Saturday, June 15, 2013

Take my love, oh Lord, I pour at your feet its treasure store - meditation for Trinity 2C at St Matthew's

Very much a risk - I'm offering this as a guided meditation for both 8.00 and 10.00. Hard to imagine more differing congregations but....

This morning we're going to tell the gospel story together...
I don't mean by this that we're going to join in with the words in the same way that we do on Palm Sunday....but we are going to work at making it OUR bringing the events of the past into our present.

So come with me to the house of Simon the Pharisee.
It's quite a grand place – and today it is full of important people.
Look around you
How do you feel about being there?
Are you comfortable and at home – or do you feel a bit of an outsider?

You are there because it's a special occasion.
Jesus, the wandering teacher and prophet, has been invited for a meal.
Simon is anxious to see for himself just how dangerous the man may be
Perhaps you share his suspicions.
Perhaps you are waiting to see him for yourself before drawing any conclusions.

He's here – taking his place at the table.
You join those who crowd around him – for you want to hear what he has to say.
But then – there's a commotion – his words drowned out by another voice entirely.
Someone is pushing through the crowd – hair loose – dishevelled – weeping - wailing
What an embarrassment!
Nobody wants that sort of scene at a dinner party
Is she drunk?
She's certainly wildly emotional – bending over Jesus, kissing his feet, swamping them with her tears – and now she's using that free-flowing hair like a towel.

And what's that smell?

Perfume....not cheap by the smell of it.......but very pervasive

It's everywhere.

You can't get away from it.

Listen – Jesus is speaking to Simon.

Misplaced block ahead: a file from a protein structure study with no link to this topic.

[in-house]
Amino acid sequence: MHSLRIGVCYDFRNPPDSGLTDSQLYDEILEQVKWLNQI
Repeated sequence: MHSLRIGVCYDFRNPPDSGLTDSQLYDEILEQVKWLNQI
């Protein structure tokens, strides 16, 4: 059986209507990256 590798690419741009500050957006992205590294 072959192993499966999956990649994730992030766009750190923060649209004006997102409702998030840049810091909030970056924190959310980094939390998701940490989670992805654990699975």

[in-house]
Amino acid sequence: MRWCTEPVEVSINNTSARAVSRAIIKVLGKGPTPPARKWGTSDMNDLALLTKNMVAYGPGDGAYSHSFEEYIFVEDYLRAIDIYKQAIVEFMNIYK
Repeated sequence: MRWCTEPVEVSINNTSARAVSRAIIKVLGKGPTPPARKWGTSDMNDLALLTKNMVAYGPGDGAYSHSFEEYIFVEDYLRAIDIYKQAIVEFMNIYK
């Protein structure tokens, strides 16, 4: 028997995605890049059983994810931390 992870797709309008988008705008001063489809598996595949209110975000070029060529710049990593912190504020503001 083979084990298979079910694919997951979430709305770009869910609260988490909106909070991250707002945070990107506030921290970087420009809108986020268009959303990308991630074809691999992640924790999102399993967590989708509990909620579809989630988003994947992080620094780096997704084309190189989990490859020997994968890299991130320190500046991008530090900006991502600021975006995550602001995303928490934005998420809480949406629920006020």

Strain your ears to hear him.
Do you see this woman?”
We've all seen her right enough...couldn't miss her if we tried.
But it doesn't seem that Jesus is irritated by her
His voice is full of love as he speaks of the woman.
Listen to his words as he rebukes Simon for his failures of hospitality but commends the woman, in all her messy abandon, for showing great love.

How do you feel now?

Are you irritated that her bad behaviour is being rewarded, indignant that Simon, who has done his best in inviting Jesus to visit, should be publicly humiliated by his guest.

Or is there something here that gives you hope?

Her sins, which are many, have been forgiven...hence she has shown great love”

Think of those things for which you need forgiveness.

What precious gift would you now bring to Him in gratitude?

Take it and place it in his hands.

It is accepted.

YOU are accepted.

Hear Jesus speak those words for you.

Your faith has saved you; go in peace.” 


Karin said...

What a coincidence, I've been thinking about this, too.

A prostitute was unclean and this 'unclean' woman touches Jesus, yet he does not recoil from her as Simon expected him to. As with so many other 'unclean' people, Jesus either touches them or lets them touch him without fear of contamination. Rather the touch restores them. They become ritually clean and socially acceptable; purified and forgiven.

No wonder this outcast is so grateful. She has been given a second chance to belong, to become part of the community, as well as forgiven for her sins.

Simon is offended that Jesus does not observe the purity laws, but Jesus is offended that Simon, the Pharisee, appears to have welcomed him only begrudgingly, and in the main the Pharisaic Jews would reject Jesus' ideas about what it meant to be a Jew.

How often are we who follow Jesus more like Simon the Pharisee than like Jesus who extended the touch of acceptance to everyone who needed it?

It seems worth thinking about that a bit more.

Anne said...

Another coincidence, I did just the same with two differing congregations(one mainly a 'house party' from local establishment who were probably expecting a restrained matins! And both generated comment well beyond nice service vicar! Result!

Anne said...

Coincidentally I also chose to do this as a guided imaginative meditation with 2 very different congregations-one mainly consisting of house party guests who I suspect were expecting a non engaging matins! But both generated comments well beyond the usual nice service vicar. Result!